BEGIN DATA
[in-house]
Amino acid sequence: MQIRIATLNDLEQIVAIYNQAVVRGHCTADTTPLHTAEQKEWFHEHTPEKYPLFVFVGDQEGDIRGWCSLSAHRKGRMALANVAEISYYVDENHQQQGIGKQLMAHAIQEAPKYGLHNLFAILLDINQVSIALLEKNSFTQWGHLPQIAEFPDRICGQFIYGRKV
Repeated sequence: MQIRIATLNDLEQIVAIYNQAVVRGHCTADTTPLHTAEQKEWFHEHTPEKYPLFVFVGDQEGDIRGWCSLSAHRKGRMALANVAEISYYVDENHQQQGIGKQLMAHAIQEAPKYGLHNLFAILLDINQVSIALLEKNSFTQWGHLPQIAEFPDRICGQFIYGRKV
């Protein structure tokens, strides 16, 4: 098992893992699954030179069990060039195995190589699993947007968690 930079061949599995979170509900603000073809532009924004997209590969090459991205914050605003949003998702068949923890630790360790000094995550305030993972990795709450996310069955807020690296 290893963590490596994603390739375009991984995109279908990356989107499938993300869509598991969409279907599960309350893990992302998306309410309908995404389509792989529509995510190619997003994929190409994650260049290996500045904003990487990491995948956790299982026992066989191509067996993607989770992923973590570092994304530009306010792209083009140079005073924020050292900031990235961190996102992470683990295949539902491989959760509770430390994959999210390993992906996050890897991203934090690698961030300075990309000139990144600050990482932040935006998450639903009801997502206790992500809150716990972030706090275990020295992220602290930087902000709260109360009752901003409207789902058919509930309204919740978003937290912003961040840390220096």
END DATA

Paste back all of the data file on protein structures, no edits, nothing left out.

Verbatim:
[in-house]
Amino acid sequence: MQIRIATLNDLEQIVAIYNQAVVRGHCTADTTPLHTAEQKEWFHEHTPEKYPLFVFVGDQEGDIRGWCSLSAHRKGRMALANVAEISYYVDENHQQQGIGKQLMAHAIQEAPKYGLHNLFAILLDINQVSIALLEKNSFTQWGHLPQIAEFPDRICGQFIYGRKV
Repeated sequence: MQIRIATLNDLEQIVAIYNQAVVRGHCTADTTPLHTAEQKEWFHEHTPEKYPLFVFVGDQEGDIRGWCSLSAHRKGRMALANVAEISYYVDENHQQQGIGKQLMAHAIQEAPKYGLHNLFAILLDINQVSIALLEKNSFTQWGHLPQIAEFPDRICGQFIYGRKV
């Protein structure tokens, strides 16, 4: 098992893992699954030179069990060039195995190589699993947007968690 930079061949599995979170509900603000073809532009924004997209590969090459991205914050605003949003998702068949923890630790360790000094995550305030993972990795709450996310069955807020690296 290893963590490596994603390739375009991984995109279908990356989107499938993300869509598991969409279907599960309350893990992302998306309410309908995404389509792989529509995510190619997003994929190409994650260049290996500045904003990487990491995948956790299982026992066989191509067996993607989770992923973590570092994304530009306010792209083009140079005073924020050292900031990235961190996102992470683990295949539902491989959760509770430390994959999210390993992906996050890897991203934090690698961030300075990309000139990144600050990482932040935006998450639903009801997502206790992500809150716990972030706090275990020295992220602290930087902000709260109360009752901003409207789902058919509930309204919740978003937290912003961040840390220096």